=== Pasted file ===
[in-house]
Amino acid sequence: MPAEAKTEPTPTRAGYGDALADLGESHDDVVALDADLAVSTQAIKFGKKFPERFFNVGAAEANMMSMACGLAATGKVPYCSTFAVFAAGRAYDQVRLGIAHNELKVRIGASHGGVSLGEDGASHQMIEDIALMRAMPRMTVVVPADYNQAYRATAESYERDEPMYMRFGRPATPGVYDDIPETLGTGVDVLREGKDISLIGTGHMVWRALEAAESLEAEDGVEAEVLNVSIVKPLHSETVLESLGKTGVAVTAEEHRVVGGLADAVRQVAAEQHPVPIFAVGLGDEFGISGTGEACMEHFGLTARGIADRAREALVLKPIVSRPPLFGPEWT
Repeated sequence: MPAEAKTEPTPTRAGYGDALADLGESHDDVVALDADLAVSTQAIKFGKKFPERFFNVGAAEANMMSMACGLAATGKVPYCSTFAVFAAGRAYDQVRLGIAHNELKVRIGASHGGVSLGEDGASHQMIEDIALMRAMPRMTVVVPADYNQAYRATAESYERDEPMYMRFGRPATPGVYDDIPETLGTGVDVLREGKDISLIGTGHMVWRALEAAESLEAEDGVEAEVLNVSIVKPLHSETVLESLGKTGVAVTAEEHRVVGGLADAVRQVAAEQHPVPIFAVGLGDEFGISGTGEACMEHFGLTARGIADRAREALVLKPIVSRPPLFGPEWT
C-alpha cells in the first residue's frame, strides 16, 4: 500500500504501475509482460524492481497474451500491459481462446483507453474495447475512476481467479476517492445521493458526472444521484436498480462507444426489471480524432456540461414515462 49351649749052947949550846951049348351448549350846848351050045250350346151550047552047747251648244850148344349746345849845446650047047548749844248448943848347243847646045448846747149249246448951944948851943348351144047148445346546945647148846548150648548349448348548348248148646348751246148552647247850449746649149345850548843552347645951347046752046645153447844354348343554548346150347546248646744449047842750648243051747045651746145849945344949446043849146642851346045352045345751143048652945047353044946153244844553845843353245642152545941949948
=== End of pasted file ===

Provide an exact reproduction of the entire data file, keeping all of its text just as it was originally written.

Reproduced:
[in-house]
Amino acid sequence: MPAEAKTEPTPTRAGYGDALADLGESHDDVVALDADLAVSTQAIKFGKKFPERFFNVGAAEANMMSMACGLAATGKVPYCSTFAVFAAGRAYDQVRLGIAHNELKVRIGASHGGVSLGEDGASHQMIEDIALMRAMPRMTVVVPADYNQAYRATAESYERDEPMYMRFGRPATPGVYDDIPETLGTGVDVLREGKDISLIGTGHMVWRALEAAESLEAEDGVEAEVLNVSIVKPLHSETVLESLGKTGVAVTAEEHRVVGGLADAVRQVAAEQHPVPIFAVGLGDEFGISGTGEACMEHFGLTARGIADRAREALVLKPIVSRPPLFGPEWT
Repeated sequence: MPAEAKTEPTPTRAGYGDALADLGESHDDVVALDADLAVSTQAIKFGKKFPERFFNVGAAEANMMSMACGLAATGKVPYCSTFAVFAAGRAYDQVRLGIAHNELKVRIGASHGGVSLGEDGASHQMIEDIALMRAMPRMTVVVPADYNQAYRATAESYERDEPMYMRFGRPATPGVYDDIPETLGTGVDVLREGKDISLIGTGHMVWRALEAAESLEAEDGVEAEVLNVSIVKPLHSETVLESLGKTGVAVTAEEHRVVGGLADAVRQVAAEQHPVPIFAVGLGDEFGISGTGEACMEHFGLTARGIADRAREALVLKPIVSRPPLFGPEWT
C-alpha cells in the first residue's frame, strides 16, 4: 500500500504501475509482460524492481497474451500491459481462446483507453474495447475512476481467479476517492445521493458526472444521484436498480462507444426489471480524432456540461414515462 49351649749052947949550846951049348351448549350846848351050045250350346151550047552047747251648244850148344349746345849845446650047047548749844248448943848347243847646045448846747149249246448951944948851943348351144047148445346546945647148846548150648548349448348548348248148646348751246148552647247850449746649149345850548843552347645951347046752046645153447844354348343554548346150347546248646744449047842750648243051747045651746145849945344949446043849146642851346045352045345751143048652945047353044946153244844553845843353245642152545941949948